Multidisciplinary Head & Neck Cancer Care
Head & Neck Surgery
We are the pioneers of major scientific breakthroughs
- Organ preservation approaches to head and neck cancer.
- New drugs for head and neck squamous cell carcinoma (HNSCC) and extending uses of existing drugs to HNSCC and nasopharyngeal carcinoma (NPC).
- Advanced radiation therapy techniques that limit toxicity and improve outcomes.
- Minimally Invasive and Robotic Surgery
- Stem cell work that extends the findings of the first paper, demonstrating the existence of “cancer stem cells” in HNSCC by researchers from Stanford and Michigan in 2007; and a 2009 Stanford study establishing that stem cell properties of patients’ malignancies correlate with prognosis. This work led to subsequent stem cell papers in 2011 and 2012.
- Normal tissue stem cell studies to identify salivary gland stem cells and to manipulate them for preservation and/or restoration of salivary gland function from radiation damage.
- HNOP’s breadth of research studies and protocols including treatment of intermediate and advanced disease as well as hypoxia imaging.
- Creation of the first head and neck multidisciplinary tumor patient conference (tumor board; 1976) in the U.S.
- Introduction of the first use of chemotherapy with irradiation for head and neck squamous cell carcinoma (HNSCC), which is the basis of organ-preservation chemoradiation in the U.S.
- Close working relationships with:
- Neurosurgery, Interventional Radiology, and Neuroradiology,which are critical for complex open and endonasal endoscopic skull base surgery.
- Endocrinology in the treatment of thyroid cancer.
- Dermatology in the treatment of advanced skin cancers.
- Innovative research by physicians now at Stanford that demonstrates the utility of the FDA-approved Mobetron for intraoperative radiation therapy.
- Contributing research in a Phase II trial of immunotherapy in intermediate and advanced surgically-treated HNSCC. A Phase III trial is now planned.
- Leadership in the head and neck disease site committee of the Radiation Therapy Oncology Group to develop new nation-wide clinical trials in head and neck cancer.
- Biomarker studies to identify novel circulating biomarkers for prognostication and post-treatment surveillance in head and neck cancer.
- Strong links to developmental therapeutics such as the advancement of new drugs to treat cancer.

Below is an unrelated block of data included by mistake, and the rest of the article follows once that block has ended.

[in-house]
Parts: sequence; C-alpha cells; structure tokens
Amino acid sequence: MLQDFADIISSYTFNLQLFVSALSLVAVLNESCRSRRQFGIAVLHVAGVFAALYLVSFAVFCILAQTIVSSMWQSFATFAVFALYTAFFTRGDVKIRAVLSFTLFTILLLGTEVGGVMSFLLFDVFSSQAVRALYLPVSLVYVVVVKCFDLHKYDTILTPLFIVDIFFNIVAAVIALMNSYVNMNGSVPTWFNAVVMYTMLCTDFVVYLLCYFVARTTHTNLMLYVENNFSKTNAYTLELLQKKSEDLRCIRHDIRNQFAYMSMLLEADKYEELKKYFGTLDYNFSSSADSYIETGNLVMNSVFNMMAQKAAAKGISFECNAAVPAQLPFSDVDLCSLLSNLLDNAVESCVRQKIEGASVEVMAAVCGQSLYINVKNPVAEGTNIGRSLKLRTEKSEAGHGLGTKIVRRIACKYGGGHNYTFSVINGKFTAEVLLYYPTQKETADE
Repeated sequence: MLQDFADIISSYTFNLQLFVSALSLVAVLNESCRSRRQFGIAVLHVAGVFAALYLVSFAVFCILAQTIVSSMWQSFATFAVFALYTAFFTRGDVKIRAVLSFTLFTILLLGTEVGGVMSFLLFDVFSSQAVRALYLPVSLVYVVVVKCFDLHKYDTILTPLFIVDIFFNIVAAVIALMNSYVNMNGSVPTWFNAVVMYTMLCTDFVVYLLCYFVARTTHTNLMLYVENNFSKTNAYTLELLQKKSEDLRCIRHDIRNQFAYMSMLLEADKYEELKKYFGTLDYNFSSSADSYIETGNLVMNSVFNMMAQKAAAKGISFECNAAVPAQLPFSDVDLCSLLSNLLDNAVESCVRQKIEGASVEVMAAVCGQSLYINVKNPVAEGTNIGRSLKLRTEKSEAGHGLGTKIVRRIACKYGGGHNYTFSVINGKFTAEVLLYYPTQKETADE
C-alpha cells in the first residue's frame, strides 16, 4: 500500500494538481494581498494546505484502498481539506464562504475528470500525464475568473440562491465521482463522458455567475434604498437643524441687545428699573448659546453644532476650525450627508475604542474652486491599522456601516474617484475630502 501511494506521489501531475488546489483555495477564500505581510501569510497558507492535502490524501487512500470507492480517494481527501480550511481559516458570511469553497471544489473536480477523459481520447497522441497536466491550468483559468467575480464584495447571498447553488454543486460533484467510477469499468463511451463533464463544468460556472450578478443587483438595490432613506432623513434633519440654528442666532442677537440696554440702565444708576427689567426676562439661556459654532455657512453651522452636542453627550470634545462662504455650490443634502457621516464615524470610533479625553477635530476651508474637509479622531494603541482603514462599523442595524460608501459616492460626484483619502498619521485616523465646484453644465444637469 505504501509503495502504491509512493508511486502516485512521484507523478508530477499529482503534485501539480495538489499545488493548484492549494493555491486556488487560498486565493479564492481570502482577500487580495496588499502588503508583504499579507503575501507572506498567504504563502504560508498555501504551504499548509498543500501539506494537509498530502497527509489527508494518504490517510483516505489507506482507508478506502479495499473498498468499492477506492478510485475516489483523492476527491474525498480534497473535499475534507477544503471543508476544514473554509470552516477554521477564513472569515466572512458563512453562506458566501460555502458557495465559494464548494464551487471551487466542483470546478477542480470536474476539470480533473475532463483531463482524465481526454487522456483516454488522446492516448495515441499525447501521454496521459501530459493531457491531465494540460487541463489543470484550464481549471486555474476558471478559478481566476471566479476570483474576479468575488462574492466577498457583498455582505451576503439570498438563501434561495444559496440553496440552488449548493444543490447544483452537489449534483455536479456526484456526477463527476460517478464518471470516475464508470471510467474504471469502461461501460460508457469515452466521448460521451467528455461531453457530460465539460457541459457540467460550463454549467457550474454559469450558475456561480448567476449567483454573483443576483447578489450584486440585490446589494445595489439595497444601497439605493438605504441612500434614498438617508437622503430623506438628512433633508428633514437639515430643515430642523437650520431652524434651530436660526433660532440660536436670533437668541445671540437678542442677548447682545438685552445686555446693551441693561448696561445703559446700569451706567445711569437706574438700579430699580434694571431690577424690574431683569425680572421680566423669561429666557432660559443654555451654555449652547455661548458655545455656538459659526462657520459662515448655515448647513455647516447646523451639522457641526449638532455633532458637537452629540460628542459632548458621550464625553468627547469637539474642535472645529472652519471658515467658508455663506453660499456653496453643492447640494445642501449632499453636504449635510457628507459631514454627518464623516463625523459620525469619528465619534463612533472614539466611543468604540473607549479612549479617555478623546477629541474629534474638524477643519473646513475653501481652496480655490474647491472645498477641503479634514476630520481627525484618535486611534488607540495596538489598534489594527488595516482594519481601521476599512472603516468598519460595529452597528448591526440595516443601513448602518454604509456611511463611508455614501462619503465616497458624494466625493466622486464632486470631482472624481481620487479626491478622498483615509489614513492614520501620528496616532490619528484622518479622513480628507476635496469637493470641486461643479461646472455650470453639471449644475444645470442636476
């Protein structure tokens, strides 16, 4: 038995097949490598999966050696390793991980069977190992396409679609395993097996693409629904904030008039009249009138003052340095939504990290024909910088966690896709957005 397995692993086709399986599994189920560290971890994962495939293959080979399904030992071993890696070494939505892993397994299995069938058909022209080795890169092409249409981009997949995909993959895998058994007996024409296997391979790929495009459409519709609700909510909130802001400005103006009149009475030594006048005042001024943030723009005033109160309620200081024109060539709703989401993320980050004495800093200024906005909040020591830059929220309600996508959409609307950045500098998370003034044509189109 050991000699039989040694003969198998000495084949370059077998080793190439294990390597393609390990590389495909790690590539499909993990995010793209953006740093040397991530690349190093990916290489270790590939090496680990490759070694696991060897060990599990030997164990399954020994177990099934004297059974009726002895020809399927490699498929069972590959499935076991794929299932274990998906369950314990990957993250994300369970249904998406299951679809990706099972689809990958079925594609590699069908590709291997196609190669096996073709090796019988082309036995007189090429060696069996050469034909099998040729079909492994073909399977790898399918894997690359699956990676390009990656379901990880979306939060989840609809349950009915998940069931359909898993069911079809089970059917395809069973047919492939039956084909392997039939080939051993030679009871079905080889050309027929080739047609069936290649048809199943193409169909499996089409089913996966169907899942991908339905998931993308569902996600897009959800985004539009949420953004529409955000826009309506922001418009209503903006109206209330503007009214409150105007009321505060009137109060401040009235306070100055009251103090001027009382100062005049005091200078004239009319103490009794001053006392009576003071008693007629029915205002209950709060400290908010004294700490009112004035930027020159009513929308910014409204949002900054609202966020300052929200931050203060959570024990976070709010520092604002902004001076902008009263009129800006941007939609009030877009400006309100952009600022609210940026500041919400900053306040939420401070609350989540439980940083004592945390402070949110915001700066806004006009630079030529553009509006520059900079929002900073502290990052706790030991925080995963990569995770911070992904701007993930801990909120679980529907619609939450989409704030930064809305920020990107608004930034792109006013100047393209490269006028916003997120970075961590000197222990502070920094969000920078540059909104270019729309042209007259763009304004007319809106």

- Provision of a full range of treatment options that include minimally invasive surgery, robotic surgery, stereotactic radiosurgery such as CyberKnife, microvascular reconstruction, intraoperative radiation therapy (IORT), and new chemotherapy trials.
What is Head & Neck Cancer?
Head and neck cancer is a term that can include the broad array of tumors which may arise in this anatomically diverse region of the human body. Most often, the term head and neck cancer refers to tumors that arise from “squamous” cells that line the moist, mucosal surfaces of the mouth and throat. In fact, 95% of head and neck tumors are squamous cell carcinoma.
Tumors of the thyroid, salivary, and parathyroid glands, as well as cancers of the brain, nose and paranasal sinuses, esophagus, and eye, are not usually categorized as head and neck cancer. Furthermore, tumors of the skin, muscle and bone arising in the head and neck are also typically not included in this term.
Head and neck cancer is then further classified by its location within the mouth and throat:
The lips, the oral tongue” (the forward two-thirds or front part of the tongue), the gums lining the upper and lower jaws, as well as the lining inside the cheek. The area known as the floor of the mouth is a mobile area between the lower jaw and gum and the oral tongue. The roof of the mouth or “hard palate” is also included as part of the oral cavity. Finally, a small triangulated area of mucosa or gum lining the area behind the last wisdom tooth is called the“retromolar trigone” and is also part of the oral cavity.
In medical terminology, the throat is known as the pharynx. In fact, the pharynx is supple tube or funnel that connects both the nose and mouth to the swallowing tube or esophagus. The pharynx is composed of three parts: the nasopharynx (the area just behind the nose); the oropharynx (behind the oral cavity and in the back of the mouth], and the hypopharynx, which surrounds the voice box and leads into the esophagus.
The larynx critical not only for the production of speech, but also breathing and swallowing. The “supraglottic” larynx has a valve called the epiglottis, which covers the larynx during swallowing to prevent “aspiration” of food into the lungs.
HNOP offers multi-disciplinary, collaborative and integrated evaluation and care for patients with head and neck cancers.
Head & Neck Surgery